I think the very good journalism schools know that it’s not good enough to teach just the craft of journalism. We didn’t need Carnegie to tell us that our students should have a solid liberal arts education and preferably a dual major in something substantive…we were already doing that. But this gives us the impetus to add particular specialties.

I think the good journalism schools around the country are working hard to make sure that their graduates are well educated and will know something about the world that they’re writing about. And separate from that, we’re all struggling with how to deal with new media, and what it’s doing to the media businesses. We at Newhouse are in the thick of that: we’re trying to overhaul our curriculum and really webify it, because it is focused mostly on traditional businesses.

4. Rob La Gatta: If lawyers continue to start blogging at the rate that they have been, do you see a situation playing out where lawyers and reporters end up becoming one in the same (with lawyers doing all reporting on the issues that they’re covering)?

Mark Obbie: Sure…I think it’s a branch of citizen journalism, and I think that we already are seeing this in a number of blogs: lawyers who have an expertise in a particular area are watching for news about decisions, and they’re not always counting on journalists to report those things first. That’s reporting…original reporting.

I [also] think reporters know that they should watch these blogs, because they’ll find out not only what’s going on, but what an expert thinks about it. So there is a blurring of the lines. The big difference is that traditional journalists have a built-in audience and a brand-name forum for their work, and bloggers have to build it from scratch.

5. Rob La Gatta: So how do you ultimately see blogs and citizen-produced media playing into the overall journalism business? Do you think there will still always be a place for newspapers?

Mark Obbie: I don’t know…I don’t think anybody knows. But I know what I hope. And I hope that citizens understand the role of the reporter.  It’s one thing to blog about what I think and what I just read in the L.A. Times. But we still need the L.A. Times to dig up the news. Not a lot of bloggers are doing that, and not a lot could figure out how to get paid to do that.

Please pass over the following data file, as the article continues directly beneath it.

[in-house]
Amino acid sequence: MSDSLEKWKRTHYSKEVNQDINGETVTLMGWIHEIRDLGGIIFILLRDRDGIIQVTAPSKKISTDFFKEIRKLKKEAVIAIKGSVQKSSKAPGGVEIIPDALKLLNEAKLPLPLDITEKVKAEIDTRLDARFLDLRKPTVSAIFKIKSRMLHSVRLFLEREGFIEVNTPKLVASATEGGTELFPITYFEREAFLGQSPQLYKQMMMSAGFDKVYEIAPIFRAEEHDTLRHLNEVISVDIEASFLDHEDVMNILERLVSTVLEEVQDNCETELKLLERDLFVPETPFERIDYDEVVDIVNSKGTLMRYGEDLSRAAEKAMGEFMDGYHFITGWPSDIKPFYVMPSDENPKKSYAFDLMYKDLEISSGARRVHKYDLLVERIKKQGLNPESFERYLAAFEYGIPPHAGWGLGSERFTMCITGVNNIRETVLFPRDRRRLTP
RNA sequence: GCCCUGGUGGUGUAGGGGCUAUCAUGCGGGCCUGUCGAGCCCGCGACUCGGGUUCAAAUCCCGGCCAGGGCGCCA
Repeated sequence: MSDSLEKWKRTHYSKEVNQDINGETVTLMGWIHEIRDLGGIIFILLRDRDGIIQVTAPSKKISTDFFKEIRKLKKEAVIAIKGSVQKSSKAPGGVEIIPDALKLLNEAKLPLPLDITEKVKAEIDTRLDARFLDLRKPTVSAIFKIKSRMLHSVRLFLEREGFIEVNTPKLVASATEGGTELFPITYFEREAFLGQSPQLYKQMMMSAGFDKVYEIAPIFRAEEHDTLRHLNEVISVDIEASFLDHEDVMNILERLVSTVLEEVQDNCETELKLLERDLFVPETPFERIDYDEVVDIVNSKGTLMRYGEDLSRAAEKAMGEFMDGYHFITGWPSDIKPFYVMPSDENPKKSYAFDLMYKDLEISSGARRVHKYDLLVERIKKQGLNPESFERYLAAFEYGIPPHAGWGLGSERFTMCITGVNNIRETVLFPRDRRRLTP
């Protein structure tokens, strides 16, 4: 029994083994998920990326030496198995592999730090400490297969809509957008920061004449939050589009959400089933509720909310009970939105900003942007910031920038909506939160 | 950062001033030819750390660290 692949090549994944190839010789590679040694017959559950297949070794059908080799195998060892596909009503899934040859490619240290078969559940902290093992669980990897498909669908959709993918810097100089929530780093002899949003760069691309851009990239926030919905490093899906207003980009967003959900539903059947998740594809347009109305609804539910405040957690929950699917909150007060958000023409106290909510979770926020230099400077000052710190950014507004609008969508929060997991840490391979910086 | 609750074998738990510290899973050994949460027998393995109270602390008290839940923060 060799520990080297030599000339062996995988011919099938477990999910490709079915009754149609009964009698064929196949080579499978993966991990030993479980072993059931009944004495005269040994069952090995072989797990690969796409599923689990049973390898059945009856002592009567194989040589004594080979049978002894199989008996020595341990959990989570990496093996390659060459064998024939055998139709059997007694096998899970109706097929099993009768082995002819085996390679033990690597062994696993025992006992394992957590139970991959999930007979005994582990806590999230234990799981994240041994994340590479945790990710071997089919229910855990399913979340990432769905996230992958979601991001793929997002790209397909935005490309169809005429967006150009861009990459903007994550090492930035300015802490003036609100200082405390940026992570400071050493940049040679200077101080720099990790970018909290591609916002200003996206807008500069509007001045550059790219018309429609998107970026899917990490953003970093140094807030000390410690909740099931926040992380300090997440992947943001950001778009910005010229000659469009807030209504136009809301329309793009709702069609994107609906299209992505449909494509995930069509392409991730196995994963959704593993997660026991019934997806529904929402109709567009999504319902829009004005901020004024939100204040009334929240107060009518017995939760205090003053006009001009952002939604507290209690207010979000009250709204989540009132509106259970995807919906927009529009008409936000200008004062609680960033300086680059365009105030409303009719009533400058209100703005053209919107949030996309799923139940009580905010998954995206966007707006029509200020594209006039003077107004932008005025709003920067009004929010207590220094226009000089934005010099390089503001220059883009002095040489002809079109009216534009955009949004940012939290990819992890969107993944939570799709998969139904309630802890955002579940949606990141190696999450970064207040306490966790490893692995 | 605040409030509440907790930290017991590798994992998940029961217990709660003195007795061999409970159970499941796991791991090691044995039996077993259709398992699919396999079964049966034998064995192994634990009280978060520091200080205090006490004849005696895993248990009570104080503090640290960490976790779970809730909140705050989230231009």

Like many of my fellow journalists, I’m very concerned that during this transition, people are quick to denounce traditional media businesses and applaud when their advertising dries up and they lay everybody off. But there isn’t anything to replace them yet in real, original reporting; that to me is a huge threat to democracy, a huge threat to the public’s understanding of their courts and of the law, and it’s really worrisome.

I don’t want to sound like I hate the rise of citizen journalism and blogging; it’s the opposite. I think it’s wonderful, because it means more voices, more independent opinion and reporting…and for somebody who wants more depth in a story, there’s nothing that compares to the immediacy and the niche appeal of blogs.

If you care about advertising law, you’re never going to get all that you need from general media. You might find out that the FTC has just done something interesting. But you’re not going to learn all the ins and outs until you research it. And blogs are a great way to help us find out about those things in more detail than The Washington Post is going to give us.

Interested in hearing more? Recent LexBlog Q & A posts:

Or, see our full list of legal blog interviews.